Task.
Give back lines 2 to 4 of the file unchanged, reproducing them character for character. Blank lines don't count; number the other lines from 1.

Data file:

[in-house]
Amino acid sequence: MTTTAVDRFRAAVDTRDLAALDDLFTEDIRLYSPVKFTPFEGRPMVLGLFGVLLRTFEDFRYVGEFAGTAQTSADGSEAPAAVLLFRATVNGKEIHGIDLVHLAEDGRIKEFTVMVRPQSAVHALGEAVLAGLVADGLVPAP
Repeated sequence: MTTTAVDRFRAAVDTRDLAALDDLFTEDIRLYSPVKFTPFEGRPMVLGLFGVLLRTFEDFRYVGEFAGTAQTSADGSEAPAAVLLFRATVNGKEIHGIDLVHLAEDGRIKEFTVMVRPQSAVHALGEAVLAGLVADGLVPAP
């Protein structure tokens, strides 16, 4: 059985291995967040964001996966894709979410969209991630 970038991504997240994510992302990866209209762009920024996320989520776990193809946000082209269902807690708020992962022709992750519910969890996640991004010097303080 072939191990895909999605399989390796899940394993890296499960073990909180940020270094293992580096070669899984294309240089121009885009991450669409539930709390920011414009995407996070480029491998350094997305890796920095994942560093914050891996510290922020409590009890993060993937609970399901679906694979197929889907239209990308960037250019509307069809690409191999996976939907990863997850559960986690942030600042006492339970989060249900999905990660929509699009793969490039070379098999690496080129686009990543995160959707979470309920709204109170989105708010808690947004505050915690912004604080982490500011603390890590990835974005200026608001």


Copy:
Amino acid sequence: MTTTAVDRFRAAVDTRDLAALDDLFTEDIRLYSPVKFTPFEGRPMVLGLFGVLLRTFEDFRYVGEFAGTAQTSADGSEAPAAVLLFRATVNGKEIHGIDLVHLAEDGRIKEFTVMVRPQSAVHALGEAVLAGLVADGLVPAP
Repeated sequence: MTTTAVDRFRAAVDTRDLAALDDLFTEDIRLYSPVKFTPFEGRPMVLGLFGVLLRTFEDFRYVGEFAGTAQTSADGSEAPAAVLLFRATVNGKEIHGIDLVHLAEDGRIKEFTVMVRPQSAVHALGEAVLAGLVADGLVPAP
């Protein structure tokens, strides 16, 4: 059985291995967040964001996966894709979410969209991630 970038991504997240994510992302990866209209762009920024996320989520776990193809946000082209269902807690708020992962022709992750519910969890996640991004010097303080 072939191990895909999605399989390796899940394993890296499960073990909180940020270094293992580096070669899984294309240089121009885009991450669409539930709390920011414009995407996070480029491998350094997305890796920095994942560093914050891996510290922020409590009890993060993937609970399901679906694979197929889907239209990308960037250019509307069809690409191999996976939907990863997850559960986690942030600042006492339970989060249900999905990660929509699009793969490039070379098999690496080129686009990543995160959707979470309920709204109170989105708010808690947004505050915690912004604080982490500011603390890590990835974005200026608001």